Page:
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Minimal synthetic cells to study integrin-mediated adhesion

MPG-Autoren
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Frohnmayer,  Johannes
Cellular Biophysics, Max Planck Institute for Medical Research, Max Planck Society;
Biophysical Chemistry, Institute of Physical Chemistry, University of Heidelberg, 69120 Heidelberg, Germany;

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Brüggemann,  Dorothea
Cellular Biophysics, Max Planck Institute for Medical Research, Max Planck Society;

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Eberhard,  Christian
Cellular Biophysics, Max Planck Institute for Medical Research, Max Planck Society;
Biophysical Chemistry, Institute of Physical Chemistry, University of Heidelberg, 69120 Heidelberg, Germany;

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Mollenhauer,  Christine
Cellular Biophysics, Max Planck Institute for Medical Research, Max Planck Society;
Biophysical Chemistry, Institute of Physical Chemistry, University of Heidelberg, 69120 Heidelberg, Germany;

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Böhm,  Heike
Cellular Biophysics, Max Planck Institute for Medical Research, Max Planck Society;
Biophysical Chemistry, Institute of Physical Chemistry, University of Heidelberg, 69120 Heidelberg, Germany;

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Spatz,  Joachim P.
Cellular Biophysics, Max Planck Institute for Medical Research, Max Planck Society;
Biophysical Chemistry, Institute of Physical Chemistry, University of Heidelberg, 69120 Heidelberg, Germany;

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Zitation

Frohnmayer, J., Brüggemann, D., Eberhard, C., Neubauer, S., Mollenhauer, C., Böhm, H., et al. (2015). Minimal synthetic cells to study integrin-mediated adhesion. Angewandte Chemie International Edition in English, 54(42), 12472-12478. doi:10.1002/anie.201503184.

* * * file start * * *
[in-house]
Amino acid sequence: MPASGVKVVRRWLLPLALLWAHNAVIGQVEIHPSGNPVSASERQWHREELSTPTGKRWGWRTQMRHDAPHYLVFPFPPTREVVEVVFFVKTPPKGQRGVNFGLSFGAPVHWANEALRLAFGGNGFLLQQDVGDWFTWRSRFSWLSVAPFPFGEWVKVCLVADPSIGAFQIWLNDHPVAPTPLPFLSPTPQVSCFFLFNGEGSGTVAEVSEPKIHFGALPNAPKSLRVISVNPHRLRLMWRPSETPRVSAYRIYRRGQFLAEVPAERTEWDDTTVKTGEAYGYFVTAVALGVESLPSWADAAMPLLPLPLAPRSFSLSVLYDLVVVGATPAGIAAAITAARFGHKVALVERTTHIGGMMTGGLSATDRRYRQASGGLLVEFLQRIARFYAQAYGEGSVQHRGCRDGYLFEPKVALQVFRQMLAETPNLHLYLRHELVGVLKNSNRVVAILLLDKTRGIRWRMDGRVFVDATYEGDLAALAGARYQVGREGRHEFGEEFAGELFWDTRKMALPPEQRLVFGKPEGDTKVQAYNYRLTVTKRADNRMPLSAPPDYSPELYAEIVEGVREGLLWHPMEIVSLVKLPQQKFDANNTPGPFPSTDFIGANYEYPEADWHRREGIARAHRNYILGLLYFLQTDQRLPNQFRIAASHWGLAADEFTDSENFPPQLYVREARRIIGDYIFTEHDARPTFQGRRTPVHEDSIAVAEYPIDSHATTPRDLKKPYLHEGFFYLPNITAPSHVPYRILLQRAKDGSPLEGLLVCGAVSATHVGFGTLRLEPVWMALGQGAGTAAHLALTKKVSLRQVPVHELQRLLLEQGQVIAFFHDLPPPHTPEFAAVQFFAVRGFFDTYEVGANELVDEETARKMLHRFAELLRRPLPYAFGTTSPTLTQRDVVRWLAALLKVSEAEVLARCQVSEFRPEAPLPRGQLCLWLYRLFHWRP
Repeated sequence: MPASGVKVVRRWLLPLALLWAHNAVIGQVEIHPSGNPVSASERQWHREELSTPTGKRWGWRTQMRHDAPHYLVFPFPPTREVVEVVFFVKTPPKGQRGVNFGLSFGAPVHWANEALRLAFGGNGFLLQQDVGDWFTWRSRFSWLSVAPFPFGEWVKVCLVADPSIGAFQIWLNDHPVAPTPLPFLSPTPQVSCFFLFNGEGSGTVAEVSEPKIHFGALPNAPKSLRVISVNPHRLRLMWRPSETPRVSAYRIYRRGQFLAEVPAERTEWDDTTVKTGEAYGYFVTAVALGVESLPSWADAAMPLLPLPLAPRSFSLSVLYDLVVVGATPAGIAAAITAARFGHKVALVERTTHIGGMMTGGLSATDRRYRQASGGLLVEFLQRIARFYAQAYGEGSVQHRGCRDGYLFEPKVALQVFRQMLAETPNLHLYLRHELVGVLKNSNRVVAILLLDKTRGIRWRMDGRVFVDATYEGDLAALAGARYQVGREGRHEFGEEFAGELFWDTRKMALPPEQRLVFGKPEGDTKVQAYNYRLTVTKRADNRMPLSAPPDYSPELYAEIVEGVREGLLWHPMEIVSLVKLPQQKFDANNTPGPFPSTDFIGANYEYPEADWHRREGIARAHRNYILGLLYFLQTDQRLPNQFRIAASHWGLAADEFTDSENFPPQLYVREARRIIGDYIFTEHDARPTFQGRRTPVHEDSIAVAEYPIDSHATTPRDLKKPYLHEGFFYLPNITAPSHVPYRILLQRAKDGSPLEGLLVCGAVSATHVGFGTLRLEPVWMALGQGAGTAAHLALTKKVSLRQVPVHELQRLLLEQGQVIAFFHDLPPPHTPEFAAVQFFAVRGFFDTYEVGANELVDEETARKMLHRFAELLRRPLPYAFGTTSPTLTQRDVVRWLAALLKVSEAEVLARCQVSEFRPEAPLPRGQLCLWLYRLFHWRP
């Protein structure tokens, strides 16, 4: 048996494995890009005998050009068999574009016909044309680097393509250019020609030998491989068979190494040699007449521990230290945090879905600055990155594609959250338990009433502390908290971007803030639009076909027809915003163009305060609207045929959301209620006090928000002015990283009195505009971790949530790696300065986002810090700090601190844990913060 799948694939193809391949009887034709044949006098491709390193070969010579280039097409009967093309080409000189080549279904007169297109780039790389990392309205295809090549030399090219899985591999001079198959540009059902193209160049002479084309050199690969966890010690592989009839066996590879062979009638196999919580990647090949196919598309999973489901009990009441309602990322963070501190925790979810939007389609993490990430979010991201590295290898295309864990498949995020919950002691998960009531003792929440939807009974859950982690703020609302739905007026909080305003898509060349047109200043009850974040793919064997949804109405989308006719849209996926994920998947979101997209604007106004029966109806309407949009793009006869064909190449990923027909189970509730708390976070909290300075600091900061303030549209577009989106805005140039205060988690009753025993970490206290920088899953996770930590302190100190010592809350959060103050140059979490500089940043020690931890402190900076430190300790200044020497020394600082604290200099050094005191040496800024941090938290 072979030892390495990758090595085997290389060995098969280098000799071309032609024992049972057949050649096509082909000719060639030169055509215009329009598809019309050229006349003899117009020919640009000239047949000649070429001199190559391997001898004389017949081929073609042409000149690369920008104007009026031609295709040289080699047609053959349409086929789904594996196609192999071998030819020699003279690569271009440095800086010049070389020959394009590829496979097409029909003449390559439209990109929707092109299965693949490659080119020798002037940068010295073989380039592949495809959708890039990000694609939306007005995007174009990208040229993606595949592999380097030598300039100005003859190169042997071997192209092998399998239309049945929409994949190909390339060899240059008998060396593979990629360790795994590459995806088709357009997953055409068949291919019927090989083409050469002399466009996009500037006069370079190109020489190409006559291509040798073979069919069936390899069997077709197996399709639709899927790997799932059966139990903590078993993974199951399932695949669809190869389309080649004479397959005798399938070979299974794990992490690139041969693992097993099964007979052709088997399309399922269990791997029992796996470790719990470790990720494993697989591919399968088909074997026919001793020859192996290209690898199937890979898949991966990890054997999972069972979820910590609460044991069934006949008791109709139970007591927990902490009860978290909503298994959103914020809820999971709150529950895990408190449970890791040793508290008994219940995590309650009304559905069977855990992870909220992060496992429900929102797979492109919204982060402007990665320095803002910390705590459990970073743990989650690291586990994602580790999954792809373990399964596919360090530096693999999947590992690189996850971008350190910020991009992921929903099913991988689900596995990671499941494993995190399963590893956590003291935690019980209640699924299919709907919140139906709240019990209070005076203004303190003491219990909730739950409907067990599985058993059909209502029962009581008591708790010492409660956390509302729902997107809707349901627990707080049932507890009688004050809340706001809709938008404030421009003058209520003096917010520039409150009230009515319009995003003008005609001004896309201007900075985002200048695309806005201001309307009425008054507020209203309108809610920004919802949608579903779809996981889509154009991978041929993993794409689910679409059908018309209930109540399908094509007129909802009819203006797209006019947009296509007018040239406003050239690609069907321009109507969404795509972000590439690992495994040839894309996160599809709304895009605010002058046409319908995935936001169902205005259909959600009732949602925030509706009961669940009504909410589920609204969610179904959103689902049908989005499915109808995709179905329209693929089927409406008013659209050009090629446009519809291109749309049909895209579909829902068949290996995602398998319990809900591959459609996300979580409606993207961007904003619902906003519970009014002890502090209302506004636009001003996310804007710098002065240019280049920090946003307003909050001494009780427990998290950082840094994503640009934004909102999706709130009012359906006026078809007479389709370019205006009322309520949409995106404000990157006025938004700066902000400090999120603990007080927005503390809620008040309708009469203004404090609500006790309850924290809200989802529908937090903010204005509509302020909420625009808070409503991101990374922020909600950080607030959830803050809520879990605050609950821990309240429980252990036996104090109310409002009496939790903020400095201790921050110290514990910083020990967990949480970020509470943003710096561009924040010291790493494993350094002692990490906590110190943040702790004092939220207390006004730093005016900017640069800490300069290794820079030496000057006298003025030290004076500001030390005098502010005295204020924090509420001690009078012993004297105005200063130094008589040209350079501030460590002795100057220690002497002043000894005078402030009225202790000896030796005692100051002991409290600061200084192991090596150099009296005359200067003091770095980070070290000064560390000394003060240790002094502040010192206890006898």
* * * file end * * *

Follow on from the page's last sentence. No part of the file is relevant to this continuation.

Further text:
Zitierlink: http://hdl.handle.net/11858/00-001M-0000-0028-DBB0-E
Zusammenfassung
To shed light on cell-adhesion-related molecular pathways, synthetic cells offer the unique advantage of a well-controlled model system with reduced molecular complexity. Herein, we show that liposomes with the reconstituted platelet integrin αIIb β3 as the adhesion-mediating transmembrane protein are a functional minimal cell model for studying cellular adhesion mechanisms in a defined environment. The interaction of these synthetic cells with various extracellular matrix proteins was analyzed using a quartz crystal microbalance with dissipation monitoring. The data indicated that integrin was functionally incorporated into the lipid vesicles, thus enabling integrin-specific adhesion of the engineered liposomes to fibrinogen- and fibronectin-functionalized surfaces. Then, we were able to initiate the detachment of integrin liposomes from these surfaces in the presence of the peptide GRGDSP, a process that is even faster with our newly synthesized peptide mimetic SN529, which specifically inhibits the integrin αIIb β3 .